In 3 weeks, BSF downs 5 Pak drones in Punjab

At least five Pakistani drones carrying drugs across the international border in Punjab have been shot down by the Border Security Force (BSF) so far this year, all of them in the last three weeks, according to officials familiar with the situation. The BSF also seized at least 10 kg of heroin that was attached to the drones.

In two of these cases, officials found that the drones’ batteries were made by a company that was supposed to be based in Karachi.

On Sunday morning, border guards in Gurdaspur district’s Ghaniake village found another drone with about 2.7 grammes of heroin in it in a field near the border fence.

Last year, people in charge of security shot down 22 drones that were flying into India. In 2021, there was only one such case. In 2020, there were none, and in 2019, there were only two. In May of 2019, the BSF saw the first time a drone was used to transport drugs. This year, there have been more of these kinds of incidents, which has led the BSF to keep a closer eye on the border.

“After countermeasures were put in place, drones no longer fly deep inside the country. Instead, they fly within 1 km of the border. Asif Jalal, the inspector general of the BSF’s Punjab frontier unit, said, “Most of the time, they come back within seconds.”

“In the past, most drone intrusions happened in the districts of Amritsar and Tarn Taran. Now, things are different. We are making changes to the drop zones near the borders. By putting troops in place, BSF has been able to put pressure on smugglers, and we have been able to catch a number of them in the last two years,” Jalal said. “Also, we have offered a reward of 1 lakh to people who live in border areas and tell us about drone intrusions and how they are connected to criminals. We keep track of who they are.”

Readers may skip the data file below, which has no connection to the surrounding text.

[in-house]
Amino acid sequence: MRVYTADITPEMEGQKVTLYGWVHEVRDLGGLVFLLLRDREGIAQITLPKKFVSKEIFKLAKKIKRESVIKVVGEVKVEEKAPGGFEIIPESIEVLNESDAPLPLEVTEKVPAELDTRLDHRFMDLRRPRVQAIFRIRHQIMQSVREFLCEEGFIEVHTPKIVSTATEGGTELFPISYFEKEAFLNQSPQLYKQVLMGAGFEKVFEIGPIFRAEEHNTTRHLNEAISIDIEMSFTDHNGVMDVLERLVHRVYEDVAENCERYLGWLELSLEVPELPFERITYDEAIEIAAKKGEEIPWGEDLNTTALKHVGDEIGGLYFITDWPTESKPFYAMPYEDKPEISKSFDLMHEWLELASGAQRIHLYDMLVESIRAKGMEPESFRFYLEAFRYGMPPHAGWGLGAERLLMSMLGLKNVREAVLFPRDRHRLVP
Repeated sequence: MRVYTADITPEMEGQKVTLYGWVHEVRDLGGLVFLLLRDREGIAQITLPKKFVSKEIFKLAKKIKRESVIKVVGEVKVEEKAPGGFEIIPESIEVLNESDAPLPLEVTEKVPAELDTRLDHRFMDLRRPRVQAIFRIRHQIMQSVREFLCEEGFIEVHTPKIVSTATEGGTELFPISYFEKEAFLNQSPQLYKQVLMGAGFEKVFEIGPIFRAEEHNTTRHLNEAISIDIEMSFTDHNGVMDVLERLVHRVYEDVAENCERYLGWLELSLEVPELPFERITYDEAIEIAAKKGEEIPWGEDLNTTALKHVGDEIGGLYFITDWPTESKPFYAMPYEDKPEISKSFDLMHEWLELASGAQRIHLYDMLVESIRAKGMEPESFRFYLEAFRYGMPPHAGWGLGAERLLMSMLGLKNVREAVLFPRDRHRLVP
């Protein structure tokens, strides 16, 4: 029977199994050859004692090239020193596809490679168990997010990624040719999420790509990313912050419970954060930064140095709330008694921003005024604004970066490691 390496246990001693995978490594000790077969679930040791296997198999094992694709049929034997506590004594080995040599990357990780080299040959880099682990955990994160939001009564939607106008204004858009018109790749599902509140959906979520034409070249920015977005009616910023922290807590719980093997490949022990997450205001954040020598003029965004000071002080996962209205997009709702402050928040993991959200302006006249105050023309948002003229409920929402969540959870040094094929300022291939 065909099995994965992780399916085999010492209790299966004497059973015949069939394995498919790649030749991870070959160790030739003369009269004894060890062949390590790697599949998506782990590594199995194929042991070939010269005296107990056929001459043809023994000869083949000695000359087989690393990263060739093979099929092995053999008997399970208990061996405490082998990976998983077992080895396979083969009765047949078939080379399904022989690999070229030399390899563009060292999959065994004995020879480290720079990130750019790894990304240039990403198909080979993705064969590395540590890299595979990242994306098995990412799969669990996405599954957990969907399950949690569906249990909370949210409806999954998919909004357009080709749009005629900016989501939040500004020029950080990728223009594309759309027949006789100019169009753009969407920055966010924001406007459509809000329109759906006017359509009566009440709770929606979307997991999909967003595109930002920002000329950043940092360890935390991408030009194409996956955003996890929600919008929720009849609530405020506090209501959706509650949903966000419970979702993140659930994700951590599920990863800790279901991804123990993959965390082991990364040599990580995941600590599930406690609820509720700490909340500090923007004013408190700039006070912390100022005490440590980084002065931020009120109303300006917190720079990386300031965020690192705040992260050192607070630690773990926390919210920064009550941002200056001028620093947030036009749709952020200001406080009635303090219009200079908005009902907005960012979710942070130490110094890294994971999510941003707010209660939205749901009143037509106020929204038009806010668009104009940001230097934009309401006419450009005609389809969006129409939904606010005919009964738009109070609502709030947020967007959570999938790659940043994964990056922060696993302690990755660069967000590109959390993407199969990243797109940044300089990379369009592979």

A look at the drones that the BSF shot down in 2022 and 2023 shows that different routes along the border were used to bring drugs, mostly heroin, into the country. Only one case of smuggling opium happened in December of last year. The drones were flown at night and could carry between 2 and 10 kg of weight.

Nine drones were shot in areas near the Amritsar station headquarters in 2022, and eight were shot in Ferozpur. In both places, people were dropped off in different towns. The border outpost at Harbhajan village in Ferozpur was used at least three times last year, and two times each in Kaliya (Ferozepur) and Havelian (Amritsar).

“We’ve seen that in India, drones can fly up to 2-3 km and land within 1 km of where they took off. “They have to come close to the border and fly the drones,” a BSF officer said, declining to give his name. “If smugglers are flying 4-5 drones every two weeks, they can’t do it without the help of the security forces in Pakistan.”

Not only do the drones carry drugs, though. In the last two months, the BSF has shot down at least two drones that were carrying weapons. In one case from last week, the force found heroin on a drone that came into India through MW Uttar in Ferozpur sector. They also found a pistol and bullets made in China on the drone. This is important because the National Investigation Agency is looking into whether or not agencies in Pakistan are helping gangsters in Punjab.

A BSF spokesperson said that more drones are being shot down because the border is being watched more closely and more anti-drone measures are being put in place. “The BSF has trained its people to find and stop smuggling attempts made by drones. We also share information and work closely with other agencies,” he said. “The BSF is still committed to staying on top of things and making sure that India’s western border is safe.”

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